I do not condone benefit fraud. I do not condone trashing houses. I do not condone not paying the rent. I do not condone forcing your kids to sleep in a tent so you can get subsidised housing. None of this is ok.

However, this family, especially the kids, are fellow humans who, despite all of their parent’s bad decisions, need help. They need a roof over their head that isn’t a tarpaulin.
Now they are likely to lose their priority A status on the HNZ waiting list. And after the outing they’ve had, no landlord anywhere will ever provide them with a private rental. Instead of assisting these teens in gaining a roof over their head, the media have guaranteed that they will be homeless for much, much longer.

Should the parents be held responsible? Yes. The teenagers? They deserve a home. And I don’t envisage Fairfax doing anything to help them get one.


  1. Bene-bashing is fast becoming a national (and I use that word deliberately) past-time. It absolves people from having to be concerned about homelessness and child-poverty by blaming those at the bottom of the heap. It’s a license for callousness.

    Of course, it achieves nothing except entrenching poverty and worsening a sense of alienation by the poor and dispossessed.

    This is the modern-day way of ignoring a problem.

    Of course, when that problem (I refuse to call it an “issue”) refuses to conveniently go away, the poor; the homeless; the jobless; the under-employed will simply incur more wrath from the Right and middle-classes.

    At no time does this become a social problem – it’s an individual “decision”.

    Shortly, a couple of right wing trolls will be along to prove my point.

    • Funny how those right wing trolls say nothing when it’s tax fraud. And bugger me there is a lot more of that going on.

      • I’ve seen noone defending Tax Fraud.I’ve also seen noone complaining when someone states they are going to go after tax fraud. Tax avoidance is a different matter though. When you state you are going after people or companies that take advantage of tax loopholes like Facebook or Google you are likely to look like idiots as Labour did on this issue recently.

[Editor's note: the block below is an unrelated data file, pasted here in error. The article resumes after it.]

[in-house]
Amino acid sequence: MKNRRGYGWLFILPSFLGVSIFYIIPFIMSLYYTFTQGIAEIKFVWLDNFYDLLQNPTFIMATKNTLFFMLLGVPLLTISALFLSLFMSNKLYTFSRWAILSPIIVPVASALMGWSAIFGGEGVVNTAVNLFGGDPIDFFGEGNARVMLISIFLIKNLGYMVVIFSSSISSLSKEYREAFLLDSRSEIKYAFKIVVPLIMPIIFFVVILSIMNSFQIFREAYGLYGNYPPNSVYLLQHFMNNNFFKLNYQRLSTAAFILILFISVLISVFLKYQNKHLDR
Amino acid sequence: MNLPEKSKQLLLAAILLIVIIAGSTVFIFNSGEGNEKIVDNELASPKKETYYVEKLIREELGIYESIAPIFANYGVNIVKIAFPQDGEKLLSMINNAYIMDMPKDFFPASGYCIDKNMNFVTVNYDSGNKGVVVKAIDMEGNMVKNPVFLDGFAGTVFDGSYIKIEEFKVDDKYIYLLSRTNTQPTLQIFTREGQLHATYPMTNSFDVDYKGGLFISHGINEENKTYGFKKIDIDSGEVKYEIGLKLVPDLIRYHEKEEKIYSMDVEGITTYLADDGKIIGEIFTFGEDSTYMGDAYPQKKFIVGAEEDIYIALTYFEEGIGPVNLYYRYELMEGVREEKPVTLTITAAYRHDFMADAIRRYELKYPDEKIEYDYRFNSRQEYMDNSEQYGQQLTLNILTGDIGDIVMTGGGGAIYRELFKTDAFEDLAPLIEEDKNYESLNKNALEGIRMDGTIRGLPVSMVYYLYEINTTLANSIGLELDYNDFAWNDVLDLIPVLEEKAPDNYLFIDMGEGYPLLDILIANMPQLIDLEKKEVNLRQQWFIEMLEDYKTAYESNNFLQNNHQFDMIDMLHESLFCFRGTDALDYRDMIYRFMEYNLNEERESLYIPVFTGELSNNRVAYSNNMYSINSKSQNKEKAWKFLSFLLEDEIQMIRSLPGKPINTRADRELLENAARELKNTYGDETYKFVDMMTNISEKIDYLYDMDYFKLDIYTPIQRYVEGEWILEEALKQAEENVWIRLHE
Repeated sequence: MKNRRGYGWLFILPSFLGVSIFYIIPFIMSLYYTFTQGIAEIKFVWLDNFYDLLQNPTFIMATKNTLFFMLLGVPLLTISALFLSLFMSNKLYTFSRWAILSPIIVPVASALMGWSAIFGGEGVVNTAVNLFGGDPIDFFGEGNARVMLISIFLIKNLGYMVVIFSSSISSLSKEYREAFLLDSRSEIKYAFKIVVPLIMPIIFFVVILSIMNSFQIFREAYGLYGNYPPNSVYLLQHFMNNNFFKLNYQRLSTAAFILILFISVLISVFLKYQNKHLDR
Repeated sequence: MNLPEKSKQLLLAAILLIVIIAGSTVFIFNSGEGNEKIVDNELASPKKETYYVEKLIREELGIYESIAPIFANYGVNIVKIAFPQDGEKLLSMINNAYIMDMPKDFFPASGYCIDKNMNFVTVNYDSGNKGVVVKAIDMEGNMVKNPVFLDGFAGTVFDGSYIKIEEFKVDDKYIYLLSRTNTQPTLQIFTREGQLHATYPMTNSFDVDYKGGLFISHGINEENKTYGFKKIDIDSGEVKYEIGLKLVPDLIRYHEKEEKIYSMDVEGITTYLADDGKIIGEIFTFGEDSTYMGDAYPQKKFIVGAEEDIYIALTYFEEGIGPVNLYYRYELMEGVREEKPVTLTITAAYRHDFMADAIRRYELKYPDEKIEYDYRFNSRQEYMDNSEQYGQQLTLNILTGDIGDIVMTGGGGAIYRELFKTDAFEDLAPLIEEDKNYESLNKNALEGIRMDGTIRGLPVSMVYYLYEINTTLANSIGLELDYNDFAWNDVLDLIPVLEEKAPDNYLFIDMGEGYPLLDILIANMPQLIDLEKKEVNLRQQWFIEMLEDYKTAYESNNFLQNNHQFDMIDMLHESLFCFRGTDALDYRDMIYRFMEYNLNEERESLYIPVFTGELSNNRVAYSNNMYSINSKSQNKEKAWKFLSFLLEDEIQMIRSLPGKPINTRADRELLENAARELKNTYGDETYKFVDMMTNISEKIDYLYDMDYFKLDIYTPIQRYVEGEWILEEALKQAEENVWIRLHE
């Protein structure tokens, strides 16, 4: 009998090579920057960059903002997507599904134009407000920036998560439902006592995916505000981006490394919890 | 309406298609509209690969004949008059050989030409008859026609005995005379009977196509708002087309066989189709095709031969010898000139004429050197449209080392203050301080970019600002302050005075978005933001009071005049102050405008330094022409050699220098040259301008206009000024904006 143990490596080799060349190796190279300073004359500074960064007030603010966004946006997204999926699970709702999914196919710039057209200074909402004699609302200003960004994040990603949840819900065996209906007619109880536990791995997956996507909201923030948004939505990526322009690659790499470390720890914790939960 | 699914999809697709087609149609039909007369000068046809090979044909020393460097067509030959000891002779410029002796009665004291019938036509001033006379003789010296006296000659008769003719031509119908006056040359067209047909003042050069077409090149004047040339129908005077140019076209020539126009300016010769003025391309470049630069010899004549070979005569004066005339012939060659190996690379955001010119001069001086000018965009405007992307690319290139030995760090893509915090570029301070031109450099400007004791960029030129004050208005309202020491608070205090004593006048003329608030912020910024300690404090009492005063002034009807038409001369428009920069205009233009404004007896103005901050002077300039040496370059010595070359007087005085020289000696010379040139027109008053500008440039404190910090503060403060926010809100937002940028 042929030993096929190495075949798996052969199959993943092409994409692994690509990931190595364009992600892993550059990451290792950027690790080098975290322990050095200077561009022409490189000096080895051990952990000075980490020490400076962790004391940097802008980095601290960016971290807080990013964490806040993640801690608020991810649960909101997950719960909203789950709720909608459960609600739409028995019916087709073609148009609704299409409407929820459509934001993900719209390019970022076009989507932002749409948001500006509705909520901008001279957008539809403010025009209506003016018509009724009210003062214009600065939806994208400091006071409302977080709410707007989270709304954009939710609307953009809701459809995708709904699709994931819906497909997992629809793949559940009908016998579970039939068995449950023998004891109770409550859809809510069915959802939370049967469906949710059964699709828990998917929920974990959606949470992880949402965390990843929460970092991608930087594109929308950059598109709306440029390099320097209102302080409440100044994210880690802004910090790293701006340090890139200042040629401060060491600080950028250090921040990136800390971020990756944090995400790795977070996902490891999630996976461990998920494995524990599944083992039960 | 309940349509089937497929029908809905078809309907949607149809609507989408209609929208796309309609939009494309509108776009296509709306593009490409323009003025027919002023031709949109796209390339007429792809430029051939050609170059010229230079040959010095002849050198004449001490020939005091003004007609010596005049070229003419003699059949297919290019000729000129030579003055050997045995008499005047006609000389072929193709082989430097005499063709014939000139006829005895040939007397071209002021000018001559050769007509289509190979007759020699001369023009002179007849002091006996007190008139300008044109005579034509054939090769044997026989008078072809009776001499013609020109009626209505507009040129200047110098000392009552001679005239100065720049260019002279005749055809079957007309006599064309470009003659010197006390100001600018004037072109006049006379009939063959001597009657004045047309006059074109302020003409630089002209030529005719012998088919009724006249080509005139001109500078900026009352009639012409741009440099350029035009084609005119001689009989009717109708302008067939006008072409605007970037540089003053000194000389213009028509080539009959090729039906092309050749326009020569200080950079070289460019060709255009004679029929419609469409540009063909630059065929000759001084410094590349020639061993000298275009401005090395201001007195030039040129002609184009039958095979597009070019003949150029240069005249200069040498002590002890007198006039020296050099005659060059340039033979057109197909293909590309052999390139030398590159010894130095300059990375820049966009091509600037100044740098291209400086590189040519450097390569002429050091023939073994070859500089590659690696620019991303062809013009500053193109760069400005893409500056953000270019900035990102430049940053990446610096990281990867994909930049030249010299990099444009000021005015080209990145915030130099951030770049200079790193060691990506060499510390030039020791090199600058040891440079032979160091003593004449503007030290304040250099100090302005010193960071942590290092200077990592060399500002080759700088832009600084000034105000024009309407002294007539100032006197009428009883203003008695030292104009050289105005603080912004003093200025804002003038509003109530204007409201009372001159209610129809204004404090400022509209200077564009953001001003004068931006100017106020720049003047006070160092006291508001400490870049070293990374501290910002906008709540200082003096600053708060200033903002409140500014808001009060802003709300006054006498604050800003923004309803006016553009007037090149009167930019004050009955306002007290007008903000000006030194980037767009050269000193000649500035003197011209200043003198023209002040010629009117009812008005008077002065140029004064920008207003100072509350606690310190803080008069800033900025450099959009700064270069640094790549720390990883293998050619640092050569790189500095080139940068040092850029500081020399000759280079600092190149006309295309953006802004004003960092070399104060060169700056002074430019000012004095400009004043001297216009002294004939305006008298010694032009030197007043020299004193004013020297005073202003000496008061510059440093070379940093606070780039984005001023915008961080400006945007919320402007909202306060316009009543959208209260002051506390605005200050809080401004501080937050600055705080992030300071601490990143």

• I wonder if we shouldn’t maintain a Gnat-shaming gallery, along the lines of the dog-shaming websites. Just to be even handed.

      We might even get some tax info volunteered by neglected minimum wage minions…

  2. I think incompetence is a better explanation than conspiracy. Poto Williams is the likely source of the story and it was a very poorly researched effort by the young reporter.
    The simple fact is that there is a housing crisis in Christchurch, more could be done by all involved at local and national level but when you get a piece of partisan hackery produced so poorly you end up driving voters to national.
    The stuff comments thread was incredible. Ordinary Kiwis using Google to reveal facts that the reporter failed to write.
    The terrible outcome for the children of this couple is that they are probably much worse off today. No doubt the mother has had her DPB stripped, their fraudulently obtained position of the priority list for housing is probably gone and the parents will probably face fraud charges.
    Well done Labour.
    You have made things worse.

  3. I used to be friends with the editor of the Christchurch Press at primary school (well, obviously she wasn’t the editor of the Press when we were at primary school together). Unfortunately I’m not in contact with her now, but she was always a decent person, and I can’t imagine her standing for this as part of an intentional strategy.

  4. The main stream media tends to confuse throwing crap at a fan to see how much of a mess it will make, with journalism.

  5. Another story that has been under reported is how this government is quietly closing all the Housing NZ offices and transferring their work load onto MSD staff.